We’re still a long way from understanding how the trillions of bacteria that live in and on our bodies, known collectively as the human microbiome, affect our health and well-being. Despite those unknowns, a steady drip of companies have launched in recent years to explore those links and make drugs for a range of diseases.
Axial Biotherapeutics is the latest to enter the fray. The Boston company, based on research by California Institute of Technology microbiology professor Sarkis Mazmanian (pictured), is emerging this morning with $19 million in Series A financing. David Donabedian, a former deal maker at AbbVie and GlaxoSmithKline and most recently a venture partner at Longwood Fund, is the CEO.
Axial aims to delve into what’s known as the “gut-brain axis,” a kind of information superhighway that conducts signals between the microbes in our guts and our central nervous system. Tweaking those signals with a therapeutic might impact a variety of diseases. The startup isn’t alone in that pursuit.
New York-based Kallyope formed last year from research at Columbia University to examine the gut-brain axis as well. It hasn’t disclosed which diseases it intends to pursue. And various industry and academic groups have been exploring how the gut and the brain communicate, and how that impacts human health. That work has started to illuminate the relationship between the gut and other aspects of human physiology, such as metabolism, anxiety, and depression. As Kallyope CEO and Merck veteran Nancy Thornberry told Xconomy last year, “gut biology relative to other areas is in its infancy.”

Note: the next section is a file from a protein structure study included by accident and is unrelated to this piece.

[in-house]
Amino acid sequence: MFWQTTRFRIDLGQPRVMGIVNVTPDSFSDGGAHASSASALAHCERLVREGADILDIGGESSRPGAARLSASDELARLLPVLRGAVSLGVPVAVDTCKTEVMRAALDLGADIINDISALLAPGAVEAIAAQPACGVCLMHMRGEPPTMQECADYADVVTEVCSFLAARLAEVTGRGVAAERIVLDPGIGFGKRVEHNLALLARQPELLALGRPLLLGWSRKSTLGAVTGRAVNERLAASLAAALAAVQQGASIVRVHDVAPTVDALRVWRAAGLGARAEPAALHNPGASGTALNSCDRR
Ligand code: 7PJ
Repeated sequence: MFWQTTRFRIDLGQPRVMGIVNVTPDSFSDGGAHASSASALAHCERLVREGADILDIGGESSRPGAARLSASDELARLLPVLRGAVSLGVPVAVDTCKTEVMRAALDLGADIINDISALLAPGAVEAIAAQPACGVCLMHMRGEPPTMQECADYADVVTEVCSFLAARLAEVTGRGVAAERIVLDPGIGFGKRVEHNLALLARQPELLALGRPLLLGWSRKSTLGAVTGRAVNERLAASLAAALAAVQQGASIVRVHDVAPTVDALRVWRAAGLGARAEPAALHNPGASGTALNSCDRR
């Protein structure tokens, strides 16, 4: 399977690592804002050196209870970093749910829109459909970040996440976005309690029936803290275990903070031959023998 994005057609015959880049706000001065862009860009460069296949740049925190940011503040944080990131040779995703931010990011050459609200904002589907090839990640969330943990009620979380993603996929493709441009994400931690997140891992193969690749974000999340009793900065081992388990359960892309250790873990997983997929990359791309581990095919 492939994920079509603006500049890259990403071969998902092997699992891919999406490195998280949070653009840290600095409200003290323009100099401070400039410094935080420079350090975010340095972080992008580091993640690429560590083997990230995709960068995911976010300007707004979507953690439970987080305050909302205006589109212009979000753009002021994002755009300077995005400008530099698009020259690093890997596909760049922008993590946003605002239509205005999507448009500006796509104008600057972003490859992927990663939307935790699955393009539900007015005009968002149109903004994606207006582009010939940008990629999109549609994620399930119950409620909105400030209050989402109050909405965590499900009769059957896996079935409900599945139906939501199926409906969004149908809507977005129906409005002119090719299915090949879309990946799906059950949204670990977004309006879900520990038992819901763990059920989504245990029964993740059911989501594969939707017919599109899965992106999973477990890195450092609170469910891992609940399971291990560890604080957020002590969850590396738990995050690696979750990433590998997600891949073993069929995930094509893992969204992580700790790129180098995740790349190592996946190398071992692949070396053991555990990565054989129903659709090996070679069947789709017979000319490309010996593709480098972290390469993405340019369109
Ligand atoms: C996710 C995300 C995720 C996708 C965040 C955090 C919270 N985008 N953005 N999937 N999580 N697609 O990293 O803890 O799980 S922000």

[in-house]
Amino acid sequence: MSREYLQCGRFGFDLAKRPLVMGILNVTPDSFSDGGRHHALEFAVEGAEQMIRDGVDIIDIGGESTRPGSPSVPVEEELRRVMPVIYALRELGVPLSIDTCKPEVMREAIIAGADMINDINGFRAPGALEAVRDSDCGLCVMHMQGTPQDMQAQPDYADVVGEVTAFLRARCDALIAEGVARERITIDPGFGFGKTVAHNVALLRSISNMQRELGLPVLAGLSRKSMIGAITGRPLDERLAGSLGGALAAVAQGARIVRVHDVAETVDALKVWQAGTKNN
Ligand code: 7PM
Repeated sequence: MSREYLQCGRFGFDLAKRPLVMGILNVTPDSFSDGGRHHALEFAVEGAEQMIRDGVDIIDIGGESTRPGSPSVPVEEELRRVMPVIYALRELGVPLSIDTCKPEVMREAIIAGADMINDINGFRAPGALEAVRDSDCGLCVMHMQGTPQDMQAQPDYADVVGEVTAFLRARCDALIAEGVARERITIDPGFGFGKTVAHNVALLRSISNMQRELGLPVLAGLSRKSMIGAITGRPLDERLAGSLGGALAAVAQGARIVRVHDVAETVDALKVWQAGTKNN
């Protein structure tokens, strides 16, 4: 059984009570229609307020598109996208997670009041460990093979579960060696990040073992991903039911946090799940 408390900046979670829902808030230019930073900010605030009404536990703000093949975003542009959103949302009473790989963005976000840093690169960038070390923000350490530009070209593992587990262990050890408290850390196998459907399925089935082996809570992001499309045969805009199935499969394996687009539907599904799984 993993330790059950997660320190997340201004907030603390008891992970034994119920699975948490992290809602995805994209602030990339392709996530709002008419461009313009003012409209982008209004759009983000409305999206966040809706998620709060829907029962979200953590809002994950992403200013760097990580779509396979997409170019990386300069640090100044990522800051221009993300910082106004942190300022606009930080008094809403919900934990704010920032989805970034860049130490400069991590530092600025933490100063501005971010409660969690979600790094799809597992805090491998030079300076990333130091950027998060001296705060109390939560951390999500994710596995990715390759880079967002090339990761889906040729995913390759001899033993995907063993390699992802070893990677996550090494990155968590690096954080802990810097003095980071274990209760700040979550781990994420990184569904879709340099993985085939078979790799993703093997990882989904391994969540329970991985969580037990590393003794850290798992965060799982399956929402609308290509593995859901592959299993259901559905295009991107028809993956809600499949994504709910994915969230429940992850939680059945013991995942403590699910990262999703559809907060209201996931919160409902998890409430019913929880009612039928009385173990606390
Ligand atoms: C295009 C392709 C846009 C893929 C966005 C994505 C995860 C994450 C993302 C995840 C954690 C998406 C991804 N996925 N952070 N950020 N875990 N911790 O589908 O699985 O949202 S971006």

“It is difficult to differentiate us from Kallyope as their focus is not really clear,” Donabedian says. “Targeting the gut-brain axis is a broad field.” (To see just how broad, check out this July feature from The Scientific American for a look at some of this research and how it’s being applied to drug making.)
Caltech’s Mazmanian is a pioneer in the space and is a co-founder of Axial. The firm aims to develop drugs for neurological diseases based on his recent work. In 2013, for instance, Mazmanian co-authored a paper published in the journal Cell examining the link between a certain type of gut bacteria, B. fragilis, and autism. Autism and Parkinson’s disease—two notoriously difficult neurological diseases to treat—are among the first potential targets of Axial’s drugs.
What form will these drugs take? Kallyope has said it wants to develop small-molecule drugs or nutritional products to cross up the signals gut microbes send to the brain. Other companies like Seres Therapeutics (NASDAQ: MCRB) develop cocktails of bacteria to balance the good and bad bacteria in our guts. But the first big test of a microbiome-based drug—a Phase 2 trial of Seres’s experimental SER-109—came up woefully short, highlighting how little we know about the relationship between the microbiome and human disease.
Donabedian says Axial’s range of products could be “quite diverse” depending on the disease and regulatory strategy. The company could develop therapeutic bacteria, or it might try to tweak the microbiome in other ways. The company has developed screening tools to help unearth drugs that can target “both microbes and microbial entities,” Donabedian says.
Depending on which way Axial decides to go, it could bring its first drug candidate into clinical testing within 18 to 24 months, he says.
Domain Associates and Longwood Fund led the financing round. Kairos Ventures, Heritage Medical Systems, and some unnamed high net worth individuals in Southern California also participated. Mazmanian, Longwood partner (and former OvaScience CEO) Michelle Dipp, and Domain partner James Blair are on Axial’s board.